7 Steps for Creating an Effective Digital PR Strategy
Years ago, there was no such thing as a traditional PR or a digital PR agency, it was simply ‘PR agency’.
The main focus was on offline earned media, but now the landscape is completely different and we’re seeing traditional agencies upskill themselves to become digitally savvy. As the world moves away from traditional PR practices and pushes forward with digital, anyone who wants to create an effective digital PR strategy must marry the usual components of planning, execution, and research with typical PR and SEO processes.
If you’re thinking about creating a digital PR strategy to increase rankings, traffic and revenue, follow this seven-step plan…
1. What are your goals?
Let’s talk #goals.
We don’t mean #careergoals or #couplegoals, we mean the goals that relate to your strategy and what you want to see as a direct output or result of your activity.
At Aira, we place a big focus on our client’s traffic, rankings and revenue goals and their increase over time, and then work back from that point to establish how many links or campaigns are needed to shift the needle. Other goals might include increasing the number of quality inbound links to your site, diversifying your backlink profile or increasing brand awareness.
No two companies’ goals will be the same, so it’s important to map yours out from the start to make sure everything you do as part of your strategy is working towards them.
2. Target audience
Your goals will tie directly into your target audience, so the next step is to define who you want to communicate with through your digital PR campaigns.
It can really help to define personas when trying to work this out so you can get under the skin of your audience. For example, if you’re a tech company that sells international prepaid sim cards (stick with me, niches work well for this!), here’s what your persona would look like:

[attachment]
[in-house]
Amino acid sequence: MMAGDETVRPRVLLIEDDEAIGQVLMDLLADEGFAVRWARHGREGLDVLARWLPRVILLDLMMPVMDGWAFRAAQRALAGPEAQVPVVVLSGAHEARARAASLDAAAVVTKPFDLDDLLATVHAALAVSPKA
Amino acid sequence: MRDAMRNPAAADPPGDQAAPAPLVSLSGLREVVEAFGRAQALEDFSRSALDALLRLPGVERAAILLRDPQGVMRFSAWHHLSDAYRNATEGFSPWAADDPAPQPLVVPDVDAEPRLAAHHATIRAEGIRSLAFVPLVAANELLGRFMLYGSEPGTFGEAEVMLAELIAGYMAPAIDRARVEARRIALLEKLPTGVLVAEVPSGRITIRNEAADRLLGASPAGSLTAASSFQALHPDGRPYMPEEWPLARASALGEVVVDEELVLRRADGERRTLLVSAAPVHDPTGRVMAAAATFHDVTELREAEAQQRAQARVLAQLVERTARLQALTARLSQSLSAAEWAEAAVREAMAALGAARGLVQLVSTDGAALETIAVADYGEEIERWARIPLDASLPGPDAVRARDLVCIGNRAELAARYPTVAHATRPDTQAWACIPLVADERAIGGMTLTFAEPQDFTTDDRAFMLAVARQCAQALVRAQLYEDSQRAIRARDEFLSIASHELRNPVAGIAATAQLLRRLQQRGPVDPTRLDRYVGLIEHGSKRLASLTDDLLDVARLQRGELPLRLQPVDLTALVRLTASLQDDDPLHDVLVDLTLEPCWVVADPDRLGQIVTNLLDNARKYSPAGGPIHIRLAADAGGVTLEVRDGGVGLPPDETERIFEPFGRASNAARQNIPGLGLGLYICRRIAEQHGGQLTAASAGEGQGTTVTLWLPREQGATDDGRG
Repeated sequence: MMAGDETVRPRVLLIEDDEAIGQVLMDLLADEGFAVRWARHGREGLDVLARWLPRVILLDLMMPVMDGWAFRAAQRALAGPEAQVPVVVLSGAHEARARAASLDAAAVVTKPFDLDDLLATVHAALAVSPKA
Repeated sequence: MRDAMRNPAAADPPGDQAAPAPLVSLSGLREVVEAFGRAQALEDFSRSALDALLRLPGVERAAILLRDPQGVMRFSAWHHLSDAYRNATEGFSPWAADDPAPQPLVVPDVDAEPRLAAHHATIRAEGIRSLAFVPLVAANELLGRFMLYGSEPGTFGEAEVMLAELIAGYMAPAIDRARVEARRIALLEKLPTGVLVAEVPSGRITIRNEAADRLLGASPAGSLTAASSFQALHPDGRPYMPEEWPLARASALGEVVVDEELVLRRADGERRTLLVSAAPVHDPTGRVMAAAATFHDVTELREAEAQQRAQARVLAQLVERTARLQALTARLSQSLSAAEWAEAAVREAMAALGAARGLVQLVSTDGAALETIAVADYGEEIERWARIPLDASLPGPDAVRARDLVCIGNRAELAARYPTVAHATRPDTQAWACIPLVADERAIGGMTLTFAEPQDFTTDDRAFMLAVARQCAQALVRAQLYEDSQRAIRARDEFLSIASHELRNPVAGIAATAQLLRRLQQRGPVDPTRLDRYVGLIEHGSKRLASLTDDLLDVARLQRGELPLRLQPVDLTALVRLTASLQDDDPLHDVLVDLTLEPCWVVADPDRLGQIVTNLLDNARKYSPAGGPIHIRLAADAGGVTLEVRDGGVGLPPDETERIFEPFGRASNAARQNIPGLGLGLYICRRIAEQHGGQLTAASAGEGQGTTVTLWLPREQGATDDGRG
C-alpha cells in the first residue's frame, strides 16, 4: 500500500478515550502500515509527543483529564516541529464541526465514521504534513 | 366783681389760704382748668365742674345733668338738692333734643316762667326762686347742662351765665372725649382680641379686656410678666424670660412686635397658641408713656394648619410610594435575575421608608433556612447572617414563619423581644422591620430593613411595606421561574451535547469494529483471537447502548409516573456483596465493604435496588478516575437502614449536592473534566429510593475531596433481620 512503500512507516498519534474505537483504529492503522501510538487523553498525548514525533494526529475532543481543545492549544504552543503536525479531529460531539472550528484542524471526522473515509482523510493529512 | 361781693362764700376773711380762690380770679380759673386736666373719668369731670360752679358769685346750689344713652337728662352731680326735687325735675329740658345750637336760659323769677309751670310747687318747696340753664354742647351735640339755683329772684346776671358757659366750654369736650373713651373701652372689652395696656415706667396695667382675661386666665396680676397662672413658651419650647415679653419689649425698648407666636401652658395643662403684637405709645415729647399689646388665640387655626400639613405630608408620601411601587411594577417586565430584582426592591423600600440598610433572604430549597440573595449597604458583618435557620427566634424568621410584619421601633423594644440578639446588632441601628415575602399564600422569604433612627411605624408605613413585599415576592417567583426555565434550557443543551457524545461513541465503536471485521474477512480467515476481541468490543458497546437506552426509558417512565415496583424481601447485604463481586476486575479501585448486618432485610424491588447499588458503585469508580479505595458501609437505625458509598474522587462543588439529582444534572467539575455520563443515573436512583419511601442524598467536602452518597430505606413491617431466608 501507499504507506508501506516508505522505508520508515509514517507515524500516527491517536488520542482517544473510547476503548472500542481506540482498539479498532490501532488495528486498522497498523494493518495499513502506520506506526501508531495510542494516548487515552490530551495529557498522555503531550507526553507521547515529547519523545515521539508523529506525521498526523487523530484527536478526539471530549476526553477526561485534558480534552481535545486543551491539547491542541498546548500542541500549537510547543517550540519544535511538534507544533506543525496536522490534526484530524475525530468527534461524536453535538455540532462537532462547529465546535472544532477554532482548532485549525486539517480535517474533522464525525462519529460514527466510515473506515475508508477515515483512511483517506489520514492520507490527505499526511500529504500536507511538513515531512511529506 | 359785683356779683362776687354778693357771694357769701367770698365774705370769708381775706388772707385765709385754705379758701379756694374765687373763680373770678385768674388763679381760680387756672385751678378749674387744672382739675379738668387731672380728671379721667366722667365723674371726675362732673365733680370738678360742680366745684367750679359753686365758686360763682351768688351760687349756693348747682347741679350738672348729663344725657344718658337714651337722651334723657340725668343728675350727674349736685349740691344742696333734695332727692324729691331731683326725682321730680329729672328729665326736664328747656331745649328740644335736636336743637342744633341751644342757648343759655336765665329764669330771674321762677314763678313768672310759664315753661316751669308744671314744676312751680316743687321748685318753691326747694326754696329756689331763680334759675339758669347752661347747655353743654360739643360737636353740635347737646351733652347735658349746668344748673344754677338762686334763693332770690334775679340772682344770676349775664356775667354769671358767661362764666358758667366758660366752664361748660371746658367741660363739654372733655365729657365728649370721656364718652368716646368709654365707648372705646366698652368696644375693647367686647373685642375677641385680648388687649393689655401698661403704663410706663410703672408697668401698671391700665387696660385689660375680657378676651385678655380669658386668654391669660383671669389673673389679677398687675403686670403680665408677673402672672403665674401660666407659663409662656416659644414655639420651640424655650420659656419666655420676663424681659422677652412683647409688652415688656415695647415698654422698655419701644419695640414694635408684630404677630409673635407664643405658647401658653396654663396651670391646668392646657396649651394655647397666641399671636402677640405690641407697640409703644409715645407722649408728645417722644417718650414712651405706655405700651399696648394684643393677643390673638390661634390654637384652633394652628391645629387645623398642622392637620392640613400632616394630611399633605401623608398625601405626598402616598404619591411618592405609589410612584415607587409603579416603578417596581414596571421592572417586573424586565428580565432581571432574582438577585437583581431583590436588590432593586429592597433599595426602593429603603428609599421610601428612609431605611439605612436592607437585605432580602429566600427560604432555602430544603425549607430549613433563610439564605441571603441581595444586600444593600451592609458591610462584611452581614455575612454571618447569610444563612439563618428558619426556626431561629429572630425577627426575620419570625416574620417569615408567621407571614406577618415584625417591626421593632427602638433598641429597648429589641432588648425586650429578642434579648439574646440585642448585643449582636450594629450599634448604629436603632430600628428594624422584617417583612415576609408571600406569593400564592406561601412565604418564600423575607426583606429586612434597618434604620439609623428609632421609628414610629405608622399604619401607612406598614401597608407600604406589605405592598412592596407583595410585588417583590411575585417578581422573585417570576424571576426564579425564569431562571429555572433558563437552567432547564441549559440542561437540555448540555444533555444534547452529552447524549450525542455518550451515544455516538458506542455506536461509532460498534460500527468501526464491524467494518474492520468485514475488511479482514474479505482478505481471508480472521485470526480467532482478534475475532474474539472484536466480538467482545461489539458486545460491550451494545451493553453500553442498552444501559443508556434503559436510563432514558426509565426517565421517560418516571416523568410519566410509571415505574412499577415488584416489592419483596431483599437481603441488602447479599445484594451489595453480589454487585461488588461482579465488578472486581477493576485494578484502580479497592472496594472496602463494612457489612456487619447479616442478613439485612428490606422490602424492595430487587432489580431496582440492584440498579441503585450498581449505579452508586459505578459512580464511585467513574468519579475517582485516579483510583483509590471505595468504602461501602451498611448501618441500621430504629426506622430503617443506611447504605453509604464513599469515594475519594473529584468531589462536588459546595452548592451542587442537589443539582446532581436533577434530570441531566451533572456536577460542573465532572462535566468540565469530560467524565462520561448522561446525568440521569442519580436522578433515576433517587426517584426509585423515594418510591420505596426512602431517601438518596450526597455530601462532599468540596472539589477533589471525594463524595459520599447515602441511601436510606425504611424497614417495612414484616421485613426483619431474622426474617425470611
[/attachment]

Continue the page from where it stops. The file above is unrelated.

Tim is a 21-year student who’s taking a year out to travel before establishing a career in law. He’s off to Australia, Bali, Thailand and China and has friends he’s meeting along the way.
To help plan his trip, he read travel blogs and new sites to make sure he is going to visit the ‘hidden gems’ in each country rather than the crowded tourist spots.
To get under the skin of the brand, we need to research into where Tim is hanging out online, what he’s reading and other brands he is interacting with.
3. Find your brand’s voice
Identifying your brand’s voice is one of the most important parts of your strategy.
You need to work out what your brand can confidently talk about or be related to and how that ties back into your target audience’s interests. Make a list of topics or themes that marry well with your brand and audience to help with your content creation further down the line. If there’s a mismatch between what you think you can talk about and your audience, you’re less likely to get coverage when you pitch your content to the press.
4. Editorial content calendar
Editorial content calendars are a key part of any digital PR work.
This document will underpin your content production schedule and outreach plans. In a perfect world, we’d use it to place pins in key dates, events or awareness days that we’re going to generate buzz and links for our clients for. But, you also need to use the content calendar to earmark days that you shouldn’t engage the press with, for example, general elections and Brexit.
You and your editorial content calendar need to work as one and be flexible in order to get the best results. Here’s what Aira’s looks like:
5. Create content